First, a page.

JNS: Vol. 3 Issue 1: p. 15
Copyright © 2014 Bagul et al
Received Day: 1 Month: 11 Year: 2013
Accepted Day: 21 Month: 11 Year: 2013
J Neonat Surg 2014; 3(1):15
Urogenital Sinus Developmental Anomaly with Phallus and Accessory Phallic Urethra Presented as Disorder of Sex Differentiation in Female
Abhay S Bagul Affiliation: Government Medical College and hospital, Nagpur, Maharashtra, India
Vijaya Sarathi Affiliation: Government Medical College and hospital, Nagpur, Maharashtra, India
CM Bokade Affiliation: Government Medical College and hospital, Nagpur, Maharashtra, India
Correspondence: Address for Correspondence: Abhay Bagul, Government Medical College and hospital, Nagpur, Maharashtra, India [email protected]

A newborn presented on second day of life with enlarged phallus with urethral opening in it (Fig. 1), impalpable external gonads, normal vaginal opening, and normal anus (Fig. 2). Mother had no signs of virilisation and no history of androgenic drug intake in antenatal period. MRI showed normal uterus, bilateral ovaries and normal other abdominal organs. A phallic urethra was complete and 3F catheter can be introduced into the phallic meatus with difficulty, which entered the bladder about 0.5 cm. anterior to the perineal urethra (Fig. 3) as seen on cystoscopy. Genitogram showed normal vagina. Karyotyping was 46 XX. Blood glucose level, serum sodium, serum potassium, and 17 hydroxyprogesteron levels were normal.

A case of phallus with accessory phallic urethra in a genotypic female is uncommon and comes under group of 46XX DSD, previously called as over-virilisation of females. Causes of 46XX DSD are disorders of gonadal development, androgen excess and mullerian and local developmental defects. True fetal masculinisation is caused by too high levels of androgens either by excessive production as in fetal adrenal hyperplasia or by exposure to excessive maternal androgens. The degree of masculinisation of the external genitalia depends on time and severity of androgen exposure. In our patient, there was no androgen excess or exposure. In pseudo-masculinisation of the external genitalia, no relationship with virilising agents during pregnancy was established [1]. Though reported data showed frequent association of accessory phallic urethra with complex congenital malformations [2], persistent cloaca [3] and urinary obstruction [4], our patient didn’t have both any one of them. Abnormalities of mesodermal migration and differentiation in the caudal developmental field are thought to be responsible for such defects. Bellinger et al [5] reported 4 similar cases and suggested an abnormal descent of the mullerian ducts results in posterior displacement of the vaginal introitus; allows the accessory phallic urethra to form; and results in an unusually prominent phallus.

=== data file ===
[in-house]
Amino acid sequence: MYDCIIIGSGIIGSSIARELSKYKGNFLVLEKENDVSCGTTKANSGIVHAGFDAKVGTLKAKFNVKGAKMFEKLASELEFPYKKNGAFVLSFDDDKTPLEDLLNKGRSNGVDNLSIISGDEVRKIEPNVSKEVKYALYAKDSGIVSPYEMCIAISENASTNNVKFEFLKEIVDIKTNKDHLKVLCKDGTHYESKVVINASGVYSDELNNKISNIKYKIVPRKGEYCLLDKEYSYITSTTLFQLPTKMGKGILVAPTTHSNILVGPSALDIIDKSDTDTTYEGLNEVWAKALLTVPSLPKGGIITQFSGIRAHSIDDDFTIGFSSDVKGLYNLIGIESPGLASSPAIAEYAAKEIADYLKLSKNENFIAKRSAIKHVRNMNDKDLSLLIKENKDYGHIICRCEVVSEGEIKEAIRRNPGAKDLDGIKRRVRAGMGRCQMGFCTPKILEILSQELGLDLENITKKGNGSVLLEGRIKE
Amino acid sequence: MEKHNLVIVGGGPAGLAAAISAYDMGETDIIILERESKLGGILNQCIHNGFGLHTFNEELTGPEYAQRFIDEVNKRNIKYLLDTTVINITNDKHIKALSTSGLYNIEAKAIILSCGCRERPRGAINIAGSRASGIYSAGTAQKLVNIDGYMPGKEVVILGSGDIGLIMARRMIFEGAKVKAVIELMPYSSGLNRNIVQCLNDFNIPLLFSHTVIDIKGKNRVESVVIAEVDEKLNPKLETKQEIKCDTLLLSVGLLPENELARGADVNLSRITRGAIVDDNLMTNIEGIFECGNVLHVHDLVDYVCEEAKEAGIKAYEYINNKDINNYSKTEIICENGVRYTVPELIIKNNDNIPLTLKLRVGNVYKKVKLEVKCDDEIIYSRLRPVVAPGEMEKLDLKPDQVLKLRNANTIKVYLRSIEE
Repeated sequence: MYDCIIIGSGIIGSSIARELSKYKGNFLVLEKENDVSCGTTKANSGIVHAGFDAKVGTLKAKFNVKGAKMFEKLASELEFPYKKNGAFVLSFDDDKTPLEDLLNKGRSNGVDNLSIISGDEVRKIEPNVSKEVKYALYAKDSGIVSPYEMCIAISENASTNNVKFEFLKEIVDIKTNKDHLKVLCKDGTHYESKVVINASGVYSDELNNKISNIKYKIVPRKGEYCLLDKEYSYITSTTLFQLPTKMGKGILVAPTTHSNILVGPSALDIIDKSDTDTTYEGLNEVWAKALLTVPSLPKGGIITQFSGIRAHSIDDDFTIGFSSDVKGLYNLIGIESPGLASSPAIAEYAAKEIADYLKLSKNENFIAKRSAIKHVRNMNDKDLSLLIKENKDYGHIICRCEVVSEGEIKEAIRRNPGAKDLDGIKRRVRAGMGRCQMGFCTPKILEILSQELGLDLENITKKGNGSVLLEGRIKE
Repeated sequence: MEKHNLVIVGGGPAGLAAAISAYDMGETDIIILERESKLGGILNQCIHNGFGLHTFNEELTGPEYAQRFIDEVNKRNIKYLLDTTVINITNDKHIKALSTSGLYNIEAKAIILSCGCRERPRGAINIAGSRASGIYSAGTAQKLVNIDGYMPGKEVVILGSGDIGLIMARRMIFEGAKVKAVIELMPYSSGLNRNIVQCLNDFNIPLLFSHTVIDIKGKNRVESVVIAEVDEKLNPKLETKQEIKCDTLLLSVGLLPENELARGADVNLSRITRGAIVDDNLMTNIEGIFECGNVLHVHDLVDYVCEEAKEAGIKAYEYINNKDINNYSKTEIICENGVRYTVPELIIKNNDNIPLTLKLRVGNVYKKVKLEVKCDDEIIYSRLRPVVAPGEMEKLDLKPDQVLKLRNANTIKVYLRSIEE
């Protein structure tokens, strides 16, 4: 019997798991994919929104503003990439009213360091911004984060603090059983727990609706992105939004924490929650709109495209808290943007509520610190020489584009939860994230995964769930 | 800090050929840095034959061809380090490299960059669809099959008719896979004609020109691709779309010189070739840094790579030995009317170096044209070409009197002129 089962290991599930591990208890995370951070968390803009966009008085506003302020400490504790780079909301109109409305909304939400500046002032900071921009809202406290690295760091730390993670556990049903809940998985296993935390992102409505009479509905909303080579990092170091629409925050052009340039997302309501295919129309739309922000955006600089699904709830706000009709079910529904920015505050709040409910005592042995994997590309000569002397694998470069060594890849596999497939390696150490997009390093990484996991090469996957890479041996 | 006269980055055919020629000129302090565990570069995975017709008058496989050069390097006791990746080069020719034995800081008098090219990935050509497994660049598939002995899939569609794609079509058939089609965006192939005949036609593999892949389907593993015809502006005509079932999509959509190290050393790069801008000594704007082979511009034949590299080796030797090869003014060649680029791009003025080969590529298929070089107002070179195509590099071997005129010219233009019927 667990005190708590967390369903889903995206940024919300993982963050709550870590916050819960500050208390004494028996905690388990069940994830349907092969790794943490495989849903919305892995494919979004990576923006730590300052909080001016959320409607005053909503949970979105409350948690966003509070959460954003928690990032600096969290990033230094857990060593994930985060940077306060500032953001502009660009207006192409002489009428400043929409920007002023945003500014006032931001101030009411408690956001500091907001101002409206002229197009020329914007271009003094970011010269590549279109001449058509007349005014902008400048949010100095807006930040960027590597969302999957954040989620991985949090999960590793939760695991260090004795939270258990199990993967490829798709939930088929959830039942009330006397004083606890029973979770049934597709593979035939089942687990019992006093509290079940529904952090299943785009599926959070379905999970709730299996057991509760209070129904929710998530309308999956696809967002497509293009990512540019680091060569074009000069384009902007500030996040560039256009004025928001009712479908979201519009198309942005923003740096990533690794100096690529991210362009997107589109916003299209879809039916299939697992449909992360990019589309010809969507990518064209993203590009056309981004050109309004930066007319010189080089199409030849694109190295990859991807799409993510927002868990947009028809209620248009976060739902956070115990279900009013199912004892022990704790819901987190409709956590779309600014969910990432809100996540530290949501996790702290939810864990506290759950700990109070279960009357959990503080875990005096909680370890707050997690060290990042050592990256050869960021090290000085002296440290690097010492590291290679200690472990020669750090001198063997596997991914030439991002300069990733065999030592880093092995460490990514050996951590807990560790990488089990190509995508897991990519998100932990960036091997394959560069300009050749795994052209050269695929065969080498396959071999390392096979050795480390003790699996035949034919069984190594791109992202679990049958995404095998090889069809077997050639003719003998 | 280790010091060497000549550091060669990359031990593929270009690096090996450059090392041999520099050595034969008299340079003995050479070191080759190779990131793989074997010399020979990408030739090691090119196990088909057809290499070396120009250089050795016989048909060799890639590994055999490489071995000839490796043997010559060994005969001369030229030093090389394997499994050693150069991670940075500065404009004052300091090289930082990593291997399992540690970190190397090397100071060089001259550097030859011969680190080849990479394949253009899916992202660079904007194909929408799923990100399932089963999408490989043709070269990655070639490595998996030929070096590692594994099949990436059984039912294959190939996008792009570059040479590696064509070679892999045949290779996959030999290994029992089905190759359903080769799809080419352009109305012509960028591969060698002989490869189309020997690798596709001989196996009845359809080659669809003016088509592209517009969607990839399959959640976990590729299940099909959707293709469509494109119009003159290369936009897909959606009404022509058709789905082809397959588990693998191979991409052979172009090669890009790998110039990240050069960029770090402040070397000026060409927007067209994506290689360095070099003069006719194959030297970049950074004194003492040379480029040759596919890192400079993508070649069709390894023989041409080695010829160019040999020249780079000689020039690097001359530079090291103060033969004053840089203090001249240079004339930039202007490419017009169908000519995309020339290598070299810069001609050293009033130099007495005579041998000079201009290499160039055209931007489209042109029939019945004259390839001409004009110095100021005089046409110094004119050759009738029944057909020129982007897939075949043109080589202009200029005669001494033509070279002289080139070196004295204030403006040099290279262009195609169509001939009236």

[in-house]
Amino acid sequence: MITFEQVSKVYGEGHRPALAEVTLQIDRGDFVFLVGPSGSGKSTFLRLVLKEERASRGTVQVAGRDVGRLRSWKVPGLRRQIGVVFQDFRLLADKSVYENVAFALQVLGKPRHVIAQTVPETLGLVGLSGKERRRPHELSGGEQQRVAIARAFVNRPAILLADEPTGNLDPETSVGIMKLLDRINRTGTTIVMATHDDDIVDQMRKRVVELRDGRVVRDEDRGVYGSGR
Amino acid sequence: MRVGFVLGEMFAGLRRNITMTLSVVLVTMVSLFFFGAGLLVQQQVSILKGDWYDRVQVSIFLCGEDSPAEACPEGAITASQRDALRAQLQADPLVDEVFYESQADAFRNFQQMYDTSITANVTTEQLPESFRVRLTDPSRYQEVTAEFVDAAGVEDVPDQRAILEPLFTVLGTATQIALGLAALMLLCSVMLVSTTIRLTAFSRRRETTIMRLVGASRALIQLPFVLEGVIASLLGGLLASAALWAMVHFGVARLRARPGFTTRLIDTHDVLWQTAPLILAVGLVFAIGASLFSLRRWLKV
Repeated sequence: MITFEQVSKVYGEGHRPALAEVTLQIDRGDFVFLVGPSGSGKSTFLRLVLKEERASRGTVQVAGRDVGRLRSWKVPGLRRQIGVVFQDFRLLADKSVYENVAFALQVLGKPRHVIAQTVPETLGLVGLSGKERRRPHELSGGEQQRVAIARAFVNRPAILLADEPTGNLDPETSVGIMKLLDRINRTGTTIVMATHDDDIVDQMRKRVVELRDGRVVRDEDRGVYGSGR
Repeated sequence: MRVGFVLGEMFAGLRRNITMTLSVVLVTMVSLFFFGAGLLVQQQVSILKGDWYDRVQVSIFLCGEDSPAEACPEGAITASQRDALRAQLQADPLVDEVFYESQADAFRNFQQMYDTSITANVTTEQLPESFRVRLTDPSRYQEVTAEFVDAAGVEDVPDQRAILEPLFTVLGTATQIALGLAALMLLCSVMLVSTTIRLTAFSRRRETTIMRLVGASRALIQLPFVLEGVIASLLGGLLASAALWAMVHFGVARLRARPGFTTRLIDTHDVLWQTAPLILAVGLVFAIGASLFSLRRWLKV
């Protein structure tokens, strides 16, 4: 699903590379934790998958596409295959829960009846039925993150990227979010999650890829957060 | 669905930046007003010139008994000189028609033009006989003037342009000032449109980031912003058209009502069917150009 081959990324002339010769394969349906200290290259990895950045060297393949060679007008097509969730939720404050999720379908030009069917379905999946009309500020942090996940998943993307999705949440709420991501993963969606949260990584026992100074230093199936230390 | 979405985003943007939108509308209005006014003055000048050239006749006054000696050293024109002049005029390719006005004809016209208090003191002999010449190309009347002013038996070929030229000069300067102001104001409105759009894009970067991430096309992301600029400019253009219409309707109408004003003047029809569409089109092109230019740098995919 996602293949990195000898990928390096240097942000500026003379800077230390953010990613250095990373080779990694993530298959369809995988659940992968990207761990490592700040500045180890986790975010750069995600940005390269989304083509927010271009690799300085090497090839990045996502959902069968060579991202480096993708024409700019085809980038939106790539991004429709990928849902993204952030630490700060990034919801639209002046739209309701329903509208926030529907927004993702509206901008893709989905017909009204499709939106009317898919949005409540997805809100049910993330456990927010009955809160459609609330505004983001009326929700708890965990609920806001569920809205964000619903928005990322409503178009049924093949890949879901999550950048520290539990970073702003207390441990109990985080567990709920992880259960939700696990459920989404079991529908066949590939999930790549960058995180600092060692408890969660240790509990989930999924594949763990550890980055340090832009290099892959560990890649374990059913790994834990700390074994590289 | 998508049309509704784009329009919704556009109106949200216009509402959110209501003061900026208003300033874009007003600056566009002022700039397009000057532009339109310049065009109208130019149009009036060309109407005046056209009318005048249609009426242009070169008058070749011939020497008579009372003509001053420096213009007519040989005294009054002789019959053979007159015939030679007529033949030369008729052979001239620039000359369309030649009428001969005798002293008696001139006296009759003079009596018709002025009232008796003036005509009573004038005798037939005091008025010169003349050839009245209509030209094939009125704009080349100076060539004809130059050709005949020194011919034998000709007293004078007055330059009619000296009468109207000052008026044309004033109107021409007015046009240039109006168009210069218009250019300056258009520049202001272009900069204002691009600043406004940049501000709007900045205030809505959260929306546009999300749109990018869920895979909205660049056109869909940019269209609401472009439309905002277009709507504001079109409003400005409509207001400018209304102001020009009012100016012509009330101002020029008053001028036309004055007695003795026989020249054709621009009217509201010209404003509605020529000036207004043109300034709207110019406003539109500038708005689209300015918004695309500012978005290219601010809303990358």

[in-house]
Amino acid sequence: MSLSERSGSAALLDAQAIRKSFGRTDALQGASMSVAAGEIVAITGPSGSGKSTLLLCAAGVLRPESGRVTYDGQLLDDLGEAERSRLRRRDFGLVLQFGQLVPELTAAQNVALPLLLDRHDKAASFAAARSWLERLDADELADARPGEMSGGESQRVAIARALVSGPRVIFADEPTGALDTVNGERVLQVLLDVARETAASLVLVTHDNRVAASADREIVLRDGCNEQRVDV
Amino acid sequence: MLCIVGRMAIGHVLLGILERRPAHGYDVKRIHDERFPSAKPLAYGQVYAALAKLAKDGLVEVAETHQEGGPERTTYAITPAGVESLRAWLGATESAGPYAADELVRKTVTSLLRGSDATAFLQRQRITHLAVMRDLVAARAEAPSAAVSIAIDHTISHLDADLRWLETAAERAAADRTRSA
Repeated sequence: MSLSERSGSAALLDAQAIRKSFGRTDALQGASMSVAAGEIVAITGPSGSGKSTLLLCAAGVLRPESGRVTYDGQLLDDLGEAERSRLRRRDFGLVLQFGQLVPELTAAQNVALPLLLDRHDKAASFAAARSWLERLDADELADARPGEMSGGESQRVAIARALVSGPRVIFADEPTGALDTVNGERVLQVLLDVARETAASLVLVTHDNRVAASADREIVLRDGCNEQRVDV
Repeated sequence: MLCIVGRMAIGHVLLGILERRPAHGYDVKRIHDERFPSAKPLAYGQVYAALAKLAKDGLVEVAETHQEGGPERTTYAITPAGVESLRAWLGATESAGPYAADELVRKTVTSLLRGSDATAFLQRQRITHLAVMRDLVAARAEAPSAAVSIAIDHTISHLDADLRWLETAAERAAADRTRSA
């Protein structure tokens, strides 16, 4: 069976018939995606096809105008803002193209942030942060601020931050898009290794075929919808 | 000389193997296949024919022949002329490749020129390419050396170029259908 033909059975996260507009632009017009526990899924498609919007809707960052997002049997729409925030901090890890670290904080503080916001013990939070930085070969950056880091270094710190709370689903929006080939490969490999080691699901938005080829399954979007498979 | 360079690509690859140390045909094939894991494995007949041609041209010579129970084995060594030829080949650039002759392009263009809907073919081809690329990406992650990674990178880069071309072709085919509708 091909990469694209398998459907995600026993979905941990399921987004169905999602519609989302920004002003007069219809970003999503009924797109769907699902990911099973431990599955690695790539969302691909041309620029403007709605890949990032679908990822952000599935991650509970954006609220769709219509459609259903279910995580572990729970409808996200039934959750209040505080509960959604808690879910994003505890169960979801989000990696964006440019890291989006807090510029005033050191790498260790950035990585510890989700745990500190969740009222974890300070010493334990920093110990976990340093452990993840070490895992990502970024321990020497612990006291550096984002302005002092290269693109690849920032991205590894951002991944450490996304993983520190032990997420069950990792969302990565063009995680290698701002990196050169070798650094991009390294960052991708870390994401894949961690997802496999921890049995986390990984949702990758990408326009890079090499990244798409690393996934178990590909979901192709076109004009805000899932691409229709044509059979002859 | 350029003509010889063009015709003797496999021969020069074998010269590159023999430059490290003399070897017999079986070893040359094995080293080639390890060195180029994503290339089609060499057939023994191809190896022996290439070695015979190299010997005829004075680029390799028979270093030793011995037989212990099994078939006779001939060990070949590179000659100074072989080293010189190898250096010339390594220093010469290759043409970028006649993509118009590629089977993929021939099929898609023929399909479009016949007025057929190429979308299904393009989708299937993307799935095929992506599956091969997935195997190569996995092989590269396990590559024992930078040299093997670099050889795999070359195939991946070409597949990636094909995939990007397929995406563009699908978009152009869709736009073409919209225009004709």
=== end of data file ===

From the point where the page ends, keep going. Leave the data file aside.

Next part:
Footnotes

Source of Support: Nil

Conflict of Interest: None

Editorial Comment: None


Figures

Figure 1: Enlarged phallus with accessory phallic urethra in female (46XX)



Figure 2: Absent labia minora and normal vaginal and anal openings



Figure 3: Schematic diagram showing phallus with accessory phallic urethra



References
1. Van der Putte SC. Penislike clitorises with megalourethras in nonvirilised female foetuses and a newborn. A histopathological study and its bearing on their pathogenesis. J Peditr Surg. 2009; 44: 2223-9.
2. Abaci A, Atlas A, Bober E, Ates O, Hakgiider G, Buyukgebiz A. Complex urogenital malformation associated with female pseudohermaphroditism: Caudal dysgenesis syndrome. J Pediatr Endocrinol Metab. 2006; 19: 1171-4.
3. Braga LH, Whelan K, Demaria J, Pippi-Salle JL. Newborn with persistant cloaca presenting with accessory phallic urethra and ambiguous genitalia. Urology. 2011; 78: 680-3.
4. Macathur M, Mahomed A. Rare association of female pseudohermaphroditism, phallic urethra, and posterior cloaca. J Pediatr Surg. 2006; 41: 576-9.
5. Bellinger MF, Duckett JW. Accessory phallic urethra in the female patient. J Urol. 1982; 127: 1159-64.

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